7 inventors who regretted their inventions
What do Labradoodles, Mother’s Day, and emoticons have in common?
Their creators rue the day they thought them up.
1. Wally Conron, creator of the Labradoodle
In the 1980s, Wally Conron, the puppy-breeding manager for the Royal Guide Dog Association of Australia, was tasked with creating a non-shedding guide dog for a blind woman whose husband was allergic to dogs.
The result was a cross between a Golden Labrador Retriever and a Standard Poodle called a Labradoodle, now the most sought-after hybrid dog in the world. You’d think Conron would be happy, right? Wrong.
Everyone’s now now trying to create their own hybrid breeds: Goldendoodles (Golden Retriever/Poodle), Schnoodles (Miniature Schnauzer/Poodle), Cavoodless (Cavalier King Charles Spaniel/Poodle), Roodles (Rottweiller/Poodle), Yorkiepoos (Yorkshire Terrier/Poodle), Shihpoos (Shih Tzu/Poodle) …
The result, according to Psychology Today? The poodle crosses suffer various ailments: Problems with their eyes, hips, elbows, even epilepsy.
“I opened a Pandora’s box, that’s what I did,” Conron told Psychology Today.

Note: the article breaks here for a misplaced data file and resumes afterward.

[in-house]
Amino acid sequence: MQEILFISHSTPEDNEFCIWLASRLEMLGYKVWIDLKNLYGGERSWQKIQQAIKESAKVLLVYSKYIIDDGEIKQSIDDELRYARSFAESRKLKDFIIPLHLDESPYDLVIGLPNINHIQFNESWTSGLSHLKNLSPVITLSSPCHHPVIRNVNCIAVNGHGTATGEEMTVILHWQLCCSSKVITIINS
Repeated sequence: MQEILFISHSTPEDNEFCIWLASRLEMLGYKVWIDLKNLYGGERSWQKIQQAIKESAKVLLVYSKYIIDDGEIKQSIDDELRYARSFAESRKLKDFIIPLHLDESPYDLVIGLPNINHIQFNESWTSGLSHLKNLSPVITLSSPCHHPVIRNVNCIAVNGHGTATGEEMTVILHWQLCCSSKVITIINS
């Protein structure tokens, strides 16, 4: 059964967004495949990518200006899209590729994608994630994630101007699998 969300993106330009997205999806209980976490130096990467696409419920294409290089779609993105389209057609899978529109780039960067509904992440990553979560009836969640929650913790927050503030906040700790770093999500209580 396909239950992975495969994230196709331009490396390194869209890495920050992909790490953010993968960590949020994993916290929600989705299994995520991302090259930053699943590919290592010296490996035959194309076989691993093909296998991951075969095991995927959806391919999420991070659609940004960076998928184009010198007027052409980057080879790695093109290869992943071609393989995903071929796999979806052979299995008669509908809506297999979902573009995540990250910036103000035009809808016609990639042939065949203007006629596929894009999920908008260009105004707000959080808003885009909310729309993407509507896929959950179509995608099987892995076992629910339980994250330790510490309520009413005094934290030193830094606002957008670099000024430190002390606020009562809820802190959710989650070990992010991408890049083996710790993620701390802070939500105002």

“So many people are just breeding for the money. So many of these dogs have physical problems and a lot of them are just crazy.”
From life-affirming mischief makers to actual life-saving heroes, these are the breeds we have declared the most loyal, most fun, kindest, cutest and Best Dogs in the World.
2. Ethan Zuckerman, creator of the pop-up ad
When one of his advertising clients, a major car company, freaked out after their ad appeared on a page celebrating … well, a certain kind of sex we can’t mention here, Ethan Zuckerman came up with a way to get ads in front of the eyeballs of consumers without seeming to be associated with the content on the page.
Thus, he wrote in an essay for The Atlantic, “We ended up creating one of the most hated tools in the advertiser’s toolkit: The pop-up ad. I’m sorry. Our intentions were good.”
Ergh. How annoying are pop-ups? Very.
Some of them may contain computer code that, when pressed, executes nefarious software that may attack your computer. You may feel like your password is safe because it uses letters, numbers, and an ampersand, but don’t be so sure.